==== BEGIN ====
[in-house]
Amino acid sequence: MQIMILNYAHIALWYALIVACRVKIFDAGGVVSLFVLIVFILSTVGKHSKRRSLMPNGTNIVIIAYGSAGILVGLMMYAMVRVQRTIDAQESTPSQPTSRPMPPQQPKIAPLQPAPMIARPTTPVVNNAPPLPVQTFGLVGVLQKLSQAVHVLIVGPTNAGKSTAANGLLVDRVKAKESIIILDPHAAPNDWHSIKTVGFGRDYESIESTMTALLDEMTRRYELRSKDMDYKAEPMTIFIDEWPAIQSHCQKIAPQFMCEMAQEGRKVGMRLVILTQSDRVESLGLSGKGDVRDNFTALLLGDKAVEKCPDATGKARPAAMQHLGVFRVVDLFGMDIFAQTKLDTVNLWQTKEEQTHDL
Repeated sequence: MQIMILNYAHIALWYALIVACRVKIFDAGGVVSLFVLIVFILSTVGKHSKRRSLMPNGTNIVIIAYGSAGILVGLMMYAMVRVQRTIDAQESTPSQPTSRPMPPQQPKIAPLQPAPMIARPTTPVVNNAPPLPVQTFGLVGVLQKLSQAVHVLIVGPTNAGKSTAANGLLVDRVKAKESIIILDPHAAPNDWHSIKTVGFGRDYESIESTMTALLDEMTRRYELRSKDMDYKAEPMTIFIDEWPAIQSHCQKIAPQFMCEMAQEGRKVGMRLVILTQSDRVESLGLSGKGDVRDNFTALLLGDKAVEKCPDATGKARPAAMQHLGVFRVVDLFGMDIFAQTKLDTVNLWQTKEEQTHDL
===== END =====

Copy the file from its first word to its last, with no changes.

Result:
[in-house]
Amino acid sequence: MQIMILNYAHIALWYALIVACRVKIFDAGGVVSLFVLIVFILSTVGKHSKRRSLMPNGTNIVIIAYGSAGILVGLMMYAMVRVQRTIDAQESTPSQPTSRPMPPQQPKIAPLQPAPMIARPTTPVVNNAPPLPVQTFGLVGVLQKLSQAVHVLIVGPTNAGKSTAANGLLVDRVKAKESIIILDPHAAPNDWHSIKTVGFGRDYESIESTMTALLDEMTRRYELRSKDMDYKAEPMTIFIDEWPAIQSHCQKIAPQFMCEMAQEGRKVGMRLVILTQSDRVESLGLSGKGDVRDNFTALLLGDKAVEKCPDATGKARPAAMQHLGVFRVVDLFGMDIFAQTKLDTVNLWQTKEEQTHDL
Repeated sequence: MQIMILNYAHIALWYALIVACRVKIFDAGGVVSLFVLIVFILSTVGKHSKRRSLMPNGTNIVIIAYGSAGILVGLMMYAMVRVQRTIDAQESTPSQPTSRPMPPQQPKIAPLQPAPMIARPTTPVVNNAPPLPVQTFGLVGVLQKLSQAVHVLIVGPTNAGKSTAANGLLVDRVKAKESIIILDPHAAPNDWHSIKTVGFGRDYESIESTMTALLDEMTRRYELRSKDMDYKAEPMTIFIDEWPAIQSHCQKIAPQFMCEMAQEGRKVGMRLVILTQSDRVESLGLSGKGDVRDNFTALLLGDKAVEKCPDATGKARPAAMQHLGVFRVVDLFGMDIFAQTKLDTVNLWQTKEEQTHDL